T. Kochu Thommen, J.
1. The only question which arises in this O. P. is whether the petitioner's application for reference under Section 20 of the Kerala Land Acquisition Act, 1961 ('the Act') was made in time. The application was received on 15-2-1977. According to the petitioner no notice under Section 12 (2) had been served on him either personally or by affixture according to law. He had no knowledge of the award until he was told of it by the Revenue Inspector who visited his property on 8-2-1977. After receiving information from the Revenue Inspector he sent his application on 13-2-1977.
2. It was stated in the counter-affidavit filed on behalf of respondents 1 to 3 that notice of the award under Section 12 (2) was issued on 7-10-1976. It was taken to the petitioner's house on 12-10-1976. The petitioner was not found. His wife Pan-kajakshi Amma was present. So was K. N. Narayanan Nair of Kondoor House. In the presence of these persons the notice was affixed on the outer door of the petitioner's house No. VPP 2-544. No reply-affidavit has been filed on behalf of the petitioner to controvert these statements.
3. The Government Pleader has produced before me a copy of the notice which contains the signature of Pankaja-kshi Amma and K. N. Narayanan Nair who attested the original notice which was affixed.
4. Petitioner's counsel says that in the counter-affidavit it was not stated that thepetitioner's wife and K. N. Narayanan Nair had put their signatures to the copy of the notice. Counsel says that if that fact had been mentioned it could have been specifically denied.
5. The respondents having clearly stated in their counter-affidavit that the petitioner was not found when the officer went to the petitioner's house and notice was therefore fixed on the outer door of the house in the presence of his wife and K. N. Narayanan Nair, one would have expected the petitioner, if he had a different case, to deny this allegation by filing an affidavit to that effect. One would also have in that event expected the petitioner's wife to specifically deny that she was present at the time of the affixture.
6. Petitioner's counsel says that Section 20 (2) (b) is not satisfied by an affixture of the notice issued under Section 12 (2) His submission is of course supported by a decision of the Bombay High Court, to which I shall presently refer.
7. Clause (b) of the proviso to Section 20 (2) reads:
'(b) in other cases, within six weeks of the receipt of the notice from the Collector under Sub-section (2) of Section 12 or within six months from the date of the Collector's award, whichever period shall first expire.'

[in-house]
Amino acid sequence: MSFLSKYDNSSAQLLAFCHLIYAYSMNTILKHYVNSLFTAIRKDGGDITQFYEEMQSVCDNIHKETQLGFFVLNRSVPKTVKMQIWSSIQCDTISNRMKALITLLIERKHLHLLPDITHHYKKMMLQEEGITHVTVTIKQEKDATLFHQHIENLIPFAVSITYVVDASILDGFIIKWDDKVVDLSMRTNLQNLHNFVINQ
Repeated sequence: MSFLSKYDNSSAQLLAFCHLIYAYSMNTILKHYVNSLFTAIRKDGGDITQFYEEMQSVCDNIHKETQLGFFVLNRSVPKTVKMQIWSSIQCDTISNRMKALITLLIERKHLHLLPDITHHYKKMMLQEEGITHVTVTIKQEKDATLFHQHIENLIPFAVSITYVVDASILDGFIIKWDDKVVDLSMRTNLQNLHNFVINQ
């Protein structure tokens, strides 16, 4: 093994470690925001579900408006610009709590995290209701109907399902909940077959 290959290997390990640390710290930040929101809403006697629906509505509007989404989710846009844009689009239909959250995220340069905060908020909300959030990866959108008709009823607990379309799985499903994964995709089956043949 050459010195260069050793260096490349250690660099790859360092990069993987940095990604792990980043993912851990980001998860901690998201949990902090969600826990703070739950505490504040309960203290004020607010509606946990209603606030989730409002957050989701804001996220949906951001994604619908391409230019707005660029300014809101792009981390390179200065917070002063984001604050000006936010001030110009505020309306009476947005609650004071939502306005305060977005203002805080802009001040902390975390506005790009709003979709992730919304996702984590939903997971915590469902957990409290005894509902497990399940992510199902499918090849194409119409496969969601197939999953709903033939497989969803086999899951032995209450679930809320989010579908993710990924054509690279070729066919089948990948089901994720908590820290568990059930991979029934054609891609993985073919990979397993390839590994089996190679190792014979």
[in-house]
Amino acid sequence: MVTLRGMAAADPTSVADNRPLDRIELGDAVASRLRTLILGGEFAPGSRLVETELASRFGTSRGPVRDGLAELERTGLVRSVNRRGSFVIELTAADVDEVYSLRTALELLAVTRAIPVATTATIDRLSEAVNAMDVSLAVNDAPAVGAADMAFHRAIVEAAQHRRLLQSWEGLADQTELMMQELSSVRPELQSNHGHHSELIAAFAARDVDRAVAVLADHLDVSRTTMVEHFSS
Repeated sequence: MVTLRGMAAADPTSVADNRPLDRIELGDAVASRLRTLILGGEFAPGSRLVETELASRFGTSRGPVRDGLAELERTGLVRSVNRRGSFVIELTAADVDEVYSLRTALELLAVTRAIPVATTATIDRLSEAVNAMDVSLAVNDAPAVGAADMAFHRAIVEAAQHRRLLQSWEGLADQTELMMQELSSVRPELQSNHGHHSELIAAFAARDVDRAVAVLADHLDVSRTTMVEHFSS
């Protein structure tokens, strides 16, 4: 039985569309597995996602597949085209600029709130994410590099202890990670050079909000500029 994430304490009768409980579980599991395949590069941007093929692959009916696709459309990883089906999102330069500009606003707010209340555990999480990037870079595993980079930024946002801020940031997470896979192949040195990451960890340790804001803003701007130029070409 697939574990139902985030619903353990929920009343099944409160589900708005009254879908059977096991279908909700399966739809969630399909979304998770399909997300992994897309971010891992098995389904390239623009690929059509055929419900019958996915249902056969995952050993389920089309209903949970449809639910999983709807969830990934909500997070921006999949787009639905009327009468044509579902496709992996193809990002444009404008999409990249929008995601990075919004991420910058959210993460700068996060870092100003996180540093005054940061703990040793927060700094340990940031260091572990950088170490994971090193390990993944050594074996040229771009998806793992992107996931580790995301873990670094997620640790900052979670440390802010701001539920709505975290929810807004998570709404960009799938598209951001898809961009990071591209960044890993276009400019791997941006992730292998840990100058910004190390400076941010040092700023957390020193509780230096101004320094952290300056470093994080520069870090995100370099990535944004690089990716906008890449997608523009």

Counsel says that receipt must be a physical receipt and not a notional receipt. Substituted service is not a receipt in fact, but only in law and that it will not be sufficient receipt for the purpose of Section 12 (2). Substituted service, counsel admits, is sufficient service because the law says so; but the law does not say that it is the receipt of notice.
8. In Jankibai Tukaram v. Nagpur Improvement Trust, Nagpur, (AIR 1960 Bom 499 at p. 501) the Bombay High Court says:
'......The Act uses two different expressions, namely, 'receipt of the notice' and 'service of the notice and this distinction cannot be without significance and cannot be ignored. A service of the notice as contemplated in Section 45 would not therefore necessarily amount to a receipt of the notice. The Collector, in my opinion, was therefore wrong in holding that limitation started from the date of the service of the notice by affixture on the door of the house of the applicant.' (Para. 9)
9. Section 49 of the Act provides for service of notice. It reads:
'49. Service of notices -- (1) Service of any notice under this Act shall be made by delivering or tendering a copy thereof signed, in the case of a notice under Section 3, by the officer therein mentioned, and in the case of any other notice, by or by order of the Collector or the Judge.
(2) Whenever it may be practicable, the service of the notice shall be made on the person therein named.
(3) When such person cannot be found, the service may be made on any adult male member of his family residing with him, and if no such adult male member can be found, the notice may be served, by fixing the copy on the outer door of the house in which the person therein named ordinarily dwells or carries on business, or by fixing a copy thereof in some conspicuous place in the office of the officer aforesaid or of the Collector or in the court-house, and also in some conspicuous part of the land to be acquired: